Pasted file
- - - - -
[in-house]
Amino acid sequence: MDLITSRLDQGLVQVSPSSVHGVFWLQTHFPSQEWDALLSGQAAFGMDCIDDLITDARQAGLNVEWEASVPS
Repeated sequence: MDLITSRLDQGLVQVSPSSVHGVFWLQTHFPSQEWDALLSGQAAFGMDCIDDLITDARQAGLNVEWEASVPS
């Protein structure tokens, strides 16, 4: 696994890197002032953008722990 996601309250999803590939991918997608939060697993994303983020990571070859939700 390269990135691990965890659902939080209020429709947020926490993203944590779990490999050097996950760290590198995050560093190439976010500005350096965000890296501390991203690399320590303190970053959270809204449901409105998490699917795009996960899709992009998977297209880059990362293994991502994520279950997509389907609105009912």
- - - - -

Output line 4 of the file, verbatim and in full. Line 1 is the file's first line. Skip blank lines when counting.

């Protein structure tokens, strides 16, 4: 696994890197002032953008722990 996601309250999803590939991918997608939060697993994303983020990571070859939700 390269990135691990965890659902939080209020429709947020926490993203944590779990490999050097996950760290590198995050560093190439976010500005350096965000890296501390991203690399320590303190970053959270809204449901409105998490699917795009996960899709992009998977297209880059990362293994991502994520279950997509389907609105009912």